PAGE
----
Is it safe? Part 3: Thank you

credit: Green Chameleon via

I want to say thank you to the friends who have reached out to Parker and I after my blog about Parker's Dec 4 interaction with a U-46 school bus that left him scraped up on the pavement. Parker is physically healing just fine. But I'll out him and say that he did still nearly jump out of his skin later last week when someone honked their car horn to say hello while we were off our bikes and standing on the sidewalk in front of Arabica (quiet waving is appreciated!). 

Thanks especially to those of you who offered helpful advice as to the appropriate folks to reach out to at U-46. Parker sent the following email this evening. I have though edited out the number of the bus and also Parker's cell phone number. 

Dear Jeffrey S. Prowell,

I am writing to you in your role as Director of Transportation for School District U-46. I am a resident of Elgin and a bicycle commuter. Last Monday, December 4, I had an interaction on the street with a U-46 school bus/driver that unnecessarily and intentionally endangered my safety.

The interaction took place between 6:25 am and 6:30 am at the intersection of Chicago St and Channing St in Elgin. I arrived at the intersection as the first westbound vehicle and stopped for the red light. Soon after a U-46 school bus rolled up next to me on my left, as I had taken a secondary position in the travel lane. This bus rolled into place next to me without leaving much space between me and the bus. The next block on Chicago St was crowded with curbside parking, causing narrower travel space. Taking advantage of my relative agility on a bicycle compared to the bus, I was able to accelerate quickly on the green light, get well in front of the bus, and then slide into the secondary position in the narrower block. As soon as I got out in front of the bus, the driver began to aggressively honk the bus’s horn and then proceeded to pass me. While overtaking me, the bus closed the space between the bus and the row of curbside parked cars. As my travel space disappeared and the massive body of the bus closed in on me, I attempted an emergency stop and lost control of my bicycle. Fortunately, I fell clear of the bus and no following traffic hit me as I lay in the street. The following vehicle was a U-46 bus and looked to be surveying the scene before rolling on. The next vehicle did stop and ask if I needed help. This driver did their best to get the plates/bus number from the first bus.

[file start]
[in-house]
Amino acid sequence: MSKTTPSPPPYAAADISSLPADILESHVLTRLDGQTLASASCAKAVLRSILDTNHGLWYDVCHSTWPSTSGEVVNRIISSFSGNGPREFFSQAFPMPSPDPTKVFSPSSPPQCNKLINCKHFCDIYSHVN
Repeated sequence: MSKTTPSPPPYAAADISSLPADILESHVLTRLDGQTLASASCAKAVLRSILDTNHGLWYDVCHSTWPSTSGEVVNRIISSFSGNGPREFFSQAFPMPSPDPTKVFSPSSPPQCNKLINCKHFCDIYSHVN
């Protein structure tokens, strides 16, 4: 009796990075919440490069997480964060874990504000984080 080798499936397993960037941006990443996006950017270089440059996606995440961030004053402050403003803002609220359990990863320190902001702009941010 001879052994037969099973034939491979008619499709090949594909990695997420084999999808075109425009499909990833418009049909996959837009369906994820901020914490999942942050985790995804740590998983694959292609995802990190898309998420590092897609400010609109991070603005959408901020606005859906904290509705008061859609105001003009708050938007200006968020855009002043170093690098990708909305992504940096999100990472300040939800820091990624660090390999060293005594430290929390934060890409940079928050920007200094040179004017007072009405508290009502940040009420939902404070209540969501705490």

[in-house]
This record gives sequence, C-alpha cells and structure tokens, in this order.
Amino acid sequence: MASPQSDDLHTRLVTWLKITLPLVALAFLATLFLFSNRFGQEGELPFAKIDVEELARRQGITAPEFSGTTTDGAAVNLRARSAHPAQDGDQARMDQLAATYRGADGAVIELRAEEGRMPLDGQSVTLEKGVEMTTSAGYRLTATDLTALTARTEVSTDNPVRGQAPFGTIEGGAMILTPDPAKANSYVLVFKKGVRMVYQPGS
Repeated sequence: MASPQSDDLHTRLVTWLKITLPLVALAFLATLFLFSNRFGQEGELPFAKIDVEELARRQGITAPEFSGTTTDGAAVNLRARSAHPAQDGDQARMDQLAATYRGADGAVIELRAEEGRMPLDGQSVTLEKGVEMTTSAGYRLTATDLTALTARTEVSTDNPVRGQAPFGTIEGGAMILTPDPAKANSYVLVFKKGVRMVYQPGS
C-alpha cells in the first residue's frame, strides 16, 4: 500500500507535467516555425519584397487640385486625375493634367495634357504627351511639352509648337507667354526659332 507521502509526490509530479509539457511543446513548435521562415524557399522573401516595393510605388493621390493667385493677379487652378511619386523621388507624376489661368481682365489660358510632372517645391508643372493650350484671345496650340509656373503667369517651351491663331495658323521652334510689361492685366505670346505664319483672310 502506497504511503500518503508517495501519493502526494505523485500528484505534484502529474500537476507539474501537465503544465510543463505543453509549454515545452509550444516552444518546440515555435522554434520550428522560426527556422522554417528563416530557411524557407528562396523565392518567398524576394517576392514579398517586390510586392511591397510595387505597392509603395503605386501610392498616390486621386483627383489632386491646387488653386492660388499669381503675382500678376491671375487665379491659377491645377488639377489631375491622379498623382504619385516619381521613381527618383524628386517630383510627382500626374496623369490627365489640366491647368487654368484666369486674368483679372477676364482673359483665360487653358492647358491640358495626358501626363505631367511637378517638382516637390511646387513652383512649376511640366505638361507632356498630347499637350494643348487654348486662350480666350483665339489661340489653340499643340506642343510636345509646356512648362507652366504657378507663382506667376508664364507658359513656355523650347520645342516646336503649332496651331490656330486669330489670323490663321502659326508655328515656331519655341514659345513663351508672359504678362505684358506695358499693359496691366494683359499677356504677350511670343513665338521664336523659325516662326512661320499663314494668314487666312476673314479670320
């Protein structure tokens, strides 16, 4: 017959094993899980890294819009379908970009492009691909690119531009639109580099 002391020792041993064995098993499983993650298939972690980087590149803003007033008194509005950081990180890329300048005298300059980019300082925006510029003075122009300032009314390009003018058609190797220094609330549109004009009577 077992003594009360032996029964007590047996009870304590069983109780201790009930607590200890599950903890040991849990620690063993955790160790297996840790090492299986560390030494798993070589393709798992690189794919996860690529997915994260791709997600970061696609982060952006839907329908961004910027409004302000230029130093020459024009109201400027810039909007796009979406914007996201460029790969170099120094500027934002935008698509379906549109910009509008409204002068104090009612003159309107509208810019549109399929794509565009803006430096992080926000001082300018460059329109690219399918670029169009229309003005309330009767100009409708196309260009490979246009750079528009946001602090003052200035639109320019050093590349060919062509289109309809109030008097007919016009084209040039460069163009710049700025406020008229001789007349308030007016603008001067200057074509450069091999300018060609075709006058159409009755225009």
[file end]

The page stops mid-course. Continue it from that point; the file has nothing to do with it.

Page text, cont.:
This is my second time sending communication concerning an encounter of a U-46 bus not passing at safe distances on Chicago Street in the early morning. I would like to know what kinds of interventions U-46 can and will take to ensure safer interactions between buses and bicycle riders. What education and training can become a regular and integral part of both initial and ongoing training to ensure the safety of all street users is valued?

I would like to request a meeting by phone to discuss my concerns and give you the chance to respond to my questions. I have also copied Jeff King, Director of Operations, to this email, in case it would be appropriate for him to respond as well.

I have had many other positive interactions with U-46 buses and drivers as we have shared the streets. I hope that my experience on Dec 4 can be a wake up call to make the positive the standard and keep everyone safer.

Thank you for taking the time to read this email. I look forward to hearing from you.

Parker Thompson

I thought this was a respectful if assertive email. I'm hopeful that Jeffrey Prowell will soon be in touch with Parker in order to respond to his story and his questions. I wanted to share it with all of you to keep you updated on the situation, especially those of you who have asked if and how we planned to reach out to U-46.

I am aware too that several of you have already reached out to U-46 on your own. Thanks for taking the time to share the concerns of two-wheeled vehicles and for doing what you can to help make us all safer.

Is it safe? Maybe a caring community and respectful dialogue can make it safer.


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